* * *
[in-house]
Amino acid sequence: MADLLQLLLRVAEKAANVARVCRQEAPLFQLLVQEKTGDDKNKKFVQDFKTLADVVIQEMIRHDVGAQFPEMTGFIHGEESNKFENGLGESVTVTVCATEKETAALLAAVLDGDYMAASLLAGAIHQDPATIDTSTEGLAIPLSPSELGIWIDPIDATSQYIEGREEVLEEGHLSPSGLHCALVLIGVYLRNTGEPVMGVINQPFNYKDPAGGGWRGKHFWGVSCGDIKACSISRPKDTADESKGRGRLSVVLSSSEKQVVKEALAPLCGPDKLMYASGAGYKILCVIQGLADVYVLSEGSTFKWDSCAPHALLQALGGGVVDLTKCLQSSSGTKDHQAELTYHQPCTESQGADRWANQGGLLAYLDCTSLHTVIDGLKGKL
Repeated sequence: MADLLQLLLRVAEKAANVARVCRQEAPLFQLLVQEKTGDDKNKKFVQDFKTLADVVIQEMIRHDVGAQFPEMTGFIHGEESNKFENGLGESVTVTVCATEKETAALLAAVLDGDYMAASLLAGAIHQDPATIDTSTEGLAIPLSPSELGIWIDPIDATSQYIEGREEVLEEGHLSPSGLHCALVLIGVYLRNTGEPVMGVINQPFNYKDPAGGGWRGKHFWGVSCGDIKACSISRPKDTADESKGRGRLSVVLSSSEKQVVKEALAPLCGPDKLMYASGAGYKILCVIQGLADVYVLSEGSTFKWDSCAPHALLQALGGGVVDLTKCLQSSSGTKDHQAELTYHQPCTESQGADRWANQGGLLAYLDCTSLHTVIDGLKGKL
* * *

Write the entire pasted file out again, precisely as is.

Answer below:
[in-house]
Amino acid sequence: MADLLQLLLRVAEKAANVARVCRQEAPLFQLLVQEKTGDDKNKKFVQDFKTLADVVIQEMIRHDVGAQFPEMTGFIHGEESNKFENGLGESVTVTVCATEKETAALLAAVLDGDYMAASLLAGAIHQDPATIDTSTEGLAIPLSPSELGIWIDPIDATSQYIEGREEVLEEGHLSPSGLHCALVLIGVYLRNTGEPVMGVINQPFNYKDPAGGGWRGKHFWGVSCGDIKACSISRPKDTADESKGRGRLSVVLSSSEKQVVKEALAPLCGPDKLMYASGAGYKILCVIQGLADVYVLSEGSTFKWDSCAPHALLQALGGGVVDLTKCLQSSSGTKDHQAELTYHQPCTESQGADRWANQGGLLAYLDCTSLHTVIDGLKGKL
Repeated sequence: MADLLQLLLRVAEKAANVARVCRQEAPLFQLLVQEKTGDDKNKKFVQDFKTLADVVIQEMIRHDVGAQFPEMTGFIHGEESNKFENGLGESVTVTVCATEKETAALLAAVLDGDYMAASLLAGAIHQDPATIDTSTEGLAIPLSPSELGIWIDPIDATSQYIEGREEVLEEGHLSPSGLHCALVLIGVYLRNTGEPVMGVINQPFNYKDPAGGGWRGKHFWGVSCGDIKACSISRPKDTADESKGRGRLSVVLSSSEKQVVKEALAPLCGPDKLMYASGAGYKILCVIQGLADVYVLSEGSTFKWDSCAPHALLQALGGGVVDLTKCLQSSSGTKDHQAELTYHQPCTESQGADRWANQGGLLAYLDCTSLHTVIDGLKGKL